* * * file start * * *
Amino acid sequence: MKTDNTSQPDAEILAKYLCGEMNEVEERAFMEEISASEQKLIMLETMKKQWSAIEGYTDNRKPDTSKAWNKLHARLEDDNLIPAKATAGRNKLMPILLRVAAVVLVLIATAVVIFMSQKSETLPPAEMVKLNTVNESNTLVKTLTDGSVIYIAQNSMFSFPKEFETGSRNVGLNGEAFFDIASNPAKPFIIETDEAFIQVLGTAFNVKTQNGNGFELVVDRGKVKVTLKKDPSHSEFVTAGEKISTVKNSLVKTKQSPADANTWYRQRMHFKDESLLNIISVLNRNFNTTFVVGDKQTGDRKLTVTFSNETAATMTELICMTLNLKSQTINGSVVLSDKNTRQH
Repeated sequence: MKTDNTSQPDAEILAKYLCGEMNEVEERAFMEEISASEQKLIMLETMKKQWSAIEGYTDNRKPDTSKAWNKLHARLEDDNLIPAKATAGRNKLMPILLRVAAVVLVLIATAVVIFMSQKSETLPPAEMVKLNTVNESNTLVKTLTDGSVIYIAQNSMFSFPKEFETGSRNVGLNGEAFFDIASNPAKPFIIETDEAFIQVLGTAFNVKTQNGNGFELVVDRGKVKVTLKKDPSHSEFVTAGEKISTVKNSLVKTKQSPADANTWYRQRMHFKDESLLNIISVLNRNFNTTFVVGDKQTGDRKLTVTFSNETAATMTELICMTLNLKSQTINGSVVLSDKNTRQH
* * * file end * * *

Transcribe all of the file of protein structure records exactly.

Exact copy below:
Amino acid sequence: MKTDNTSQPDAEILAKYLCGEMNEVEERAFMEEISASEQKLIMLETMKKQWSAIEGYTDNRKPDTSKAWNKLHARLEDDNLIPAKATAGRNKLMPILLRVAAVVLVLIATAVVIFMSQKSETLPPAEMVKLNTVNESNTLVKTLTDGSVIYIAQNSMFSFPKEFETGSRNVGLNGEAFFDIASNPAKPFIIETDEAFIQVLGTAFNVKTQNGNGFELVVDRGKVKVTLKKDPSHSEFVTAGEKISTVKNSLVKTKQSPADANTWYRQRMHFKDESLLNIISVLNRNFNTTFVVGDKQTGDRKLTVTFSNETAATMTELICMTLNLKSQTINGSVVLSDKNTRQH
Repeated sequence: MKTDNTSQPDAEILAKYLCGEMNEVEERAFMEEISASEQKLIMLETMKKQWSAIEGYTDNRKPDTSKAWNKLHARLEDDNLIPAKATAGRNKLMPILLRVAAVVLVLIATAVVIFMSQKSETLPPAEMVKLNTVNESNTLVKTLTDGSVIYIAQNSMFSFPKEFETGSRNVGLNGEAFFDIASNPAKPFIIETDEAFIQVLGTAFNVKTQNGNGFELVVDRGKVKVTLKKDPSHSEFVTAGEKISTVKNSLVKTKQSPADANTWYRQRMHFKDESLLNIISVLNRNFNTTFVVGDKQTGDRKLTVTFSNETAATMTELICMTLNLKSQTINGSVVLSDKNTRQH